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Minimum wage: Tripartite committee appeals to labour to reconsider demands

THE Tripartite Committee set up by the Federal Government (FG) to negotiate a new minimum wage has urged the labour unions to consider economic realities during their negotiations and discussions.

The tripartite committee was established by the federal government to review the minimum wage and urged labour unions to reassess their demands. 

The chairman of the Committee, Bukar Aji, who spoke on Sunday, June 16 in Abuja appealed to labour to rethink their position based on economic factors and the non-monetary inducements provided by the government.

Aji urged labour to consider several government initiatives, such as the N35,000 wage award for all federal employees paid by the Treasury, the N100 billion conditional grant for gas-fueled buses and gas kit conversions, the N125 billion financial inclusion grant for small and medium-sized businesses, and the N25,000 monthly stipend for 15 million households spread over three months.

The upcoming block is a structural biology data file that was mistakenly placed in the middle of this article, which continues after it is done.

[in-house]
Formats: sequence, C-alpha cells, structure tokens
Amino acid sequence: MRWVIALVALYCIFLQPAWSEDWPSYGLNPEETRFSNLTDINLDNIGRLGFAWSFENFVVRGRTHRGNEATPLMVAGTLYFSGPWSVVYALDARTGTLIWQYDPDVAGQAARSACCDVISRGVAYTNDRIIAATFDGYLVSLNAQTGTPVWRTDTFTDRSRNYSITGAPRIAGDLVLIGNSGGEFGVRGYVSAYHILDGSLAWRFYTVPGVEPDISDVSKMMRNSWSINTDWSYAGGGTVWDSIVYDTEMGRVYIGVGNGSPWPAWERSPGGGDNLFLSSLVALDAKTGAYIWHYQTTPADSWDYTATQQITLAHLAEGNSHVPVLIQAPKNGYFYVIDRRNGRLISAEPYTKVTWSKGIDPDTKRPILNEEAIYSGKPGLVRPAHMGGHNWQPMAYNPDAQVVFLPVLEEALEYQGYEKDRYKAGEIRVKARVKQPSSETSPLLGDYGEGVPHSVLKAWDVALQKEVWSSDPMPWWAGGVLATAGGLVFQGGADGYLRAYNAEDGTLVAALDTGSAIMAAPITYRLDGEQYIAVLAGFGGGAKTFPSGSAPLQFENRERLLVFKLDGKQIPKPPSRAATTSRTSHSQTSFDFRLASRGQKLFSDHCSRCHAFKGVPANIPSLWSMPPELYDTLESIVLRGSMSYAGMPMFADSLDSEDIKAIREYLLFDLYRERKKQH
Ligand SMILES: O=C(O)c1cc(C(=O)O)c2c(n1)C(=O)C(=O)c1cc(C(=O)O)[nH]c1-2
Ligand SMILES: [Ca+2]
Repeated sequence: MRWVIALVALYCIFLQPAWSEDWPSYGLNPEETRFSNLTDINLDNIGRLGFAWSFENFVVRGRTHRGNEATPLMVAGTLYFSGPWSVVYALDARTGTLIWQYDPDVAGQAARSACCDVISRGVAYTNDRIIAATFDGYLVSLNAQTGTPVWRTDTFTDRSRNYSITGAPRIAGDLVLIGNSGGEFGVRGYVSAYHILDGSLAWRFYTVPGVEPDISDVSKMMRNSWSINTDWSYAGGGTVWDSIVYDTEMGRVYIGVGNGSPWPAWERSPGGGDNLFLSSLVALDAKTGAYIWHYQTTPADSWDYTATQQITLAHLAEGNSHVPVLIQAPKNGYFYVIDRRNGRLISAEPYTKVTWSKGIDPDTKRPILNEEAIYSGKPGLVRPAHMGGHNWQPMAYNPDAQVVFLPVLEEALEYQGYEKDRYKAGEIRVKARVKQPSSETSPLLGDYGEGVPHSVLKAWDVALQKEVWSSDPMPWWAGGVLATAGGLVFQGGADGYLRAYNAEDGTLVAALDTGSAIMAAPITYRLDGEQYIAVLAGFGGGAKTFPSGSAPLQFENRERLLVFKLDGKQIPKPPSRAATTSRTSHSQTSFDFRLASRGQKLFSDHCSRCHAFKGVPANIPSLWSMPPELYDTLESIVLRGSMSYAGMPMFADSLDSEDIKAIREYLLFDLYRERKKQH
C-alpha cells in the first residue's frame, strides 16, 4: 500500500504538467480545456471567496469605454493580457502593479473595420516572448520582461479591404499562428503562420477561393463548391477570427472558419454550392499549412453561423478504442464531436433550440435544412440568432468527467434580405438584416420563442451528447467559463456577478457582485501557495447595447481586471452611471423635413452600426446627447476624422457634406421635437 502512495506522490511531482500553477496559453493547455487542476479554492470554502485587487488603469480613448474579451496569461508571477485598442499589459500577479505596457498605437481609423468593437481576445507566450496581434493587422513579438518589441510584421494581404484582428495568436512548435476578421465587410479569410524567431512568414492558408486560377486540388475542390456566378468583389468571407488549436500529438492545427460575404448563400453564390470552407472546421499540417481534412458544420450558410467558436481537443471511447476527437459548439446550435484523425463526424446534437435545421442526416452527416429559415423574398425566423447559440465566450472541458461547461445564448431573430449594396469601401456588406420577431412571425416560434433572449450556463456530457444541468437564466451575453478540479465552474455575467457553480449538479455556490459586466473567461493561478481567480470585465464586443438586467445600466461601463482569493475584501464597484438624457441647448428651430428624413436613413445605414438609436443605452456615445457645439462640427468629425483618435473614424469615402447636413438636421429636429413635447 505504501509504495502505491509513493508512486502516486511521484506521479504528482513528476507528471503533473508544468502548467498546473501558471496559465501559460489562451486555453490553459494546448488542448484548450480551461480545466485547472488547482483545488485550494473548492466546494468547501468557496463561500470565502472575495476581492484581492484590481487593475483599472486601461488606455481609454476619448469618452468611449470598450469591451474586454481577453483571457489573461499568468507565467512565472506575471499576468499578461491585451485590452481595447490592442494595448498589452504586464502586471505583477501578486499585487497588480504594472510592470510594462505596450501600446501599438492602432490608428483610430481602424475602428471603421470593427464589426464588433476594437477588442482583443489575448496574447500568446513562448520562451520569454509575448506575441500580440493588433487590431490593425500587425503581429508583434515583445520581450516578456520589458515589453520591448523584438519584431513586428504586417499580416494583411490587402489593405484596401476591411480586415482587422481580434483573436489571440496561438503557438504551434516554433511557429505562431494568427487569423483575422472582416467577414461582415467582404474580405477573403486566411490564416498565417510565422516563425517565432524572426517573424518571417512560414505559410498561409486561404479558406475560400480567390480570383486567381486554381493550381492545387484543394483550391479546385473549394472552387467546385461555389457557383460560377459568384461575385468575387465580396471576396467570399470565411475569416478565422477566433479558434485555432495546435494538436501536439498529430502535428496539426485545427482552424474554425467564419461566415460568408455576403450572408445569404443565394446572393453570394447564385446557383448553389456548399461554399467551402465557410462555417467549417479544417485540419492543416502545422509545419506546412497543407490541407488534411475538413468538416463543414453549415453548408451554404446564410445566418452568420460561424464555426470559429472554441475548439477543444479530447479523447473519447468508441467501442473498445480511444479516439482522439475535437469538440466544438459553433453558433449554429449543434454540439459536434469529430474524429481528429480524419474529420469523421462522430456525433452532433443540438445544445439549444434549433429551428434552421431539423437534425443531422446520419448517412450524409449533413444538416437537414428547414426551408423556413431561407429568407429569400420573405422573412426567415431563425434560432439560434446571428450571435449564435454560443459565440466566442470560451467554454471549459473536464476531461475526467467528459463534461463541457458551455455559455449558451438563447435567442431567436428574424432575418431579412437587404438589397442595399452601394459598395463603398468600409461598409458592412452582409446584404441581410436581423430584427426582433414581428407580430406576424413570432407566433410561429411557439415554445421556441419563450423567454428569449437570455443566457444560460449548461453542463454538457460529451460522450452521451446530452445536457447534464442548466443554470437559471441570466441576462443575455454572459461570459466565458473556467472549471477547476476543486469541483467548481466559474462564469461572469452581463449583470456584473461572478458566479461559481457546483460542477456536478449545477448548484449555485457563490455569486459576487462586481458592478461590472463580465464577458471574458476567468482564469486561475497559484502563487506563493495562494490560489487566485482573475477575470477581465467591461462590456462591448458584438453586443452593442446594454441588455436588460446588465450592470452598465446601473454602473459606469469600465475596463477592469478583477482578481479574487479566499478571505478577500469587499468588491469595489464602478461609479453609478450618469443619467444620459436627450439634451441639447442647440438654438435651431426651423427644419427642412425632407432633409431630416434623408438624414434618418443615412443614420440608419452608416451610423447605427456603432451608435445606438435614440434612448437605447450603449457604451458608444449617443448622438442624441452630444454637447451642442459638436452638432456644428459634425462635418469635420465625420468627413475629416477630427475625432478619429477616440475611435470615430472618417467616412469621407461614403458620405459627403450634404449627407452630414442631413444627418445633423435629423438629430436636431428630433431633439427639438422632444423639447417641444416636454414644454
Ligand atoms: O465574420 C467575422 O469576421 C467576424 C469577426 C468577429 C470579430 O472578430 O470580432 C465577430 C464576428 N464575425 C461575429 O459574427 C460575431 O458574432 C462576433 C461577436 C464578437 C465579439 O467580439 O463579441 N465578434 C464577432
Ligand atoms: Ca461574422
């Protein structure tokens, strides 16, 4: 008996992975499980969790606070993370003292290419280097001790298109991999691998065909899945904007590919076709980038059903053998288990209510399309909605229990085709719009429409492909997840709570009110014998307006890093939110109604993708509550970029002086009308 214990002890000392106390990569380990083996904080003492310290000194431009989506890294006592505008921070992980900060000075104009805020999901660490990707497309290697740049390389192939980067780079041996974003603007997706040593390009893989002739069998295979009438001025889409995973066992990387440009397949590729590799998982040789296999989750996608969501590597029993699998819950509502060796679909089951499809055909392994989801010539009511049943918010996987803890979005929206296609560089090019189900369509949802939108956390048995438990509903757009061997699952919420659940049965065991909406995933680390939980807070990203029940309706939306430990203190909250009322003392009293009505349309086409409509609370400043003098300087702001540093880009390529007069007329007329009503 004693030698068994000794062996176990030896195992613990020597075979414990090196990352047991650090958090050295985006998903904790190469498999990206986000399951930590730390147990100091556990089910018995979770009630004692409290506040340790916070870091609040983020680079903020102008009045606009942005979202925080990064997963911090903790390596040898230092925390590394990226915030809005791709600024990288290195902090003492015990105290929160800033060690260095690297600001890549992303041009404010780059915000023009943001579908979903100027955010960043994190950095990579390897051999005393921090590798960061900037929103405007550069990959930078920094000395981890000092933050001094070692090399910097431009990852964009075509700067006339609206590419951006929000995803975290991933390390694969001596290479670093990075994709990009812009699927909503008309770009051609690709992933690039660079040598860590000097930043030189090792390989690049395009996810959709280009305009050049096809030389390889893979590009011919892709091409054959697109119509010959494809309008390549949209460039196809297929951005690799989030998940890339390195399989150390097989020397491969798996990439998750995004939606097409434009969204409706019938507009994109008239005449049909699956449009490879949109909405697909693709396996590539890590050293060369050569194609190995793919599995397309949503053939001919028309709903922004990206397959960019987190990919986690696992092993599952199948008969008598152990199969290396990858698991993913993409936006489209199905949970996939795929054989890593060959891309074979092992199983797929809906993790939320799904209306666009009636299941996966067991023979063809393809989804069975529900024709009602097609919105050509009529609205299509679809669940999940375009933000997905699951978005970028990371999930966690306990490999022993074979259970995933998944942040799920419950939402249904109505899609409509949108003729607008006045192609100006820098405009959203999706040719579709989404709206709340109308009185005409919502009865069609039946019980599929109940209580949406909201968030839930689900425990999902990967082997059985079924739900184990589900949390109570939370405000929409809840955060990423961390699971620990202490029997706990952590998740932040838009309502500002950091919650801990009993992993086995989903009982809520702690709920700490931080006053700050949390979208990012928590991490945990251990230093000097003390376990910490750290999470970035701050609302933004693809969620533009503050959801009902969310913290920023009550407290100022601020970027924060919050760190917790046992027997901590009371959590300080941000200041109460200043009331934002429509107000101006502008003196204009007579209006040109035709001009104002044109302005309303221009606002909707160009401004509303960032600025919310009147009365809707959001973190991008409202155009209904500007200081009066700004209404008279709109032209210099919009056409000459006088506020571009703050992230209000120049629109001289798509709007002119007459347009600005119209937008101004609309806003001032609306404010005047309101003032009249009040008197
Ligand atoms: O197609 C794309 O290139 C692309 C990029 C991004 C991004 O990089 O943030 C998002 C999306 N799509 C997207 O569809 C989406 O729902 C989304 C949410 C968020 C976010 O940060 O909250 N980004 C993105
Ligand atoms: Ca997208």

Along with other initiatives, he mentioned the N185 billion in palliative loans to states to lessen the impact of the elimination of gasoline subsidies, the N200 billion to increase agricultural productivity, the N75 billion to bolster the manufacturing sector, and the N1 trillion for student loans.

Aji urged the labour unions to think about taking the federal government’s N62,000 minimum wage offer.

He stated that given how many firms are currently having difficulty, the committee is attempting to prevent a situation where raising the minimum wage will result in additional job losses.

The Trade Union Congress (TUC) and Nigeria Labour Congress (NLC) launched a nationwide strike on June 3 in protest of the federal government’s refusal to accommodate their demands.

The labour unions “relaxed” the strike for one week after twenty-four hours.




     

     

    On June 7 the federal government raised its offer from N60,000 to N62,000 but the labour unions insisted on N250,000.

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    Meanwhile, President Bola Tinubu said his administration would only pay what it could afford as minimum wage.

    Tinubu reportedly said this during the 25th Democracy Day Dinner at the State House Conference Centre in Abuja on Wednesday, June 12.

    He told the leadership of the National Assembly, who were present at the dinner, that an executive bill would sent to the lawmakers soon.

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    Bankole Abe
    Reporter at ICIR | [email protected] | Author Page

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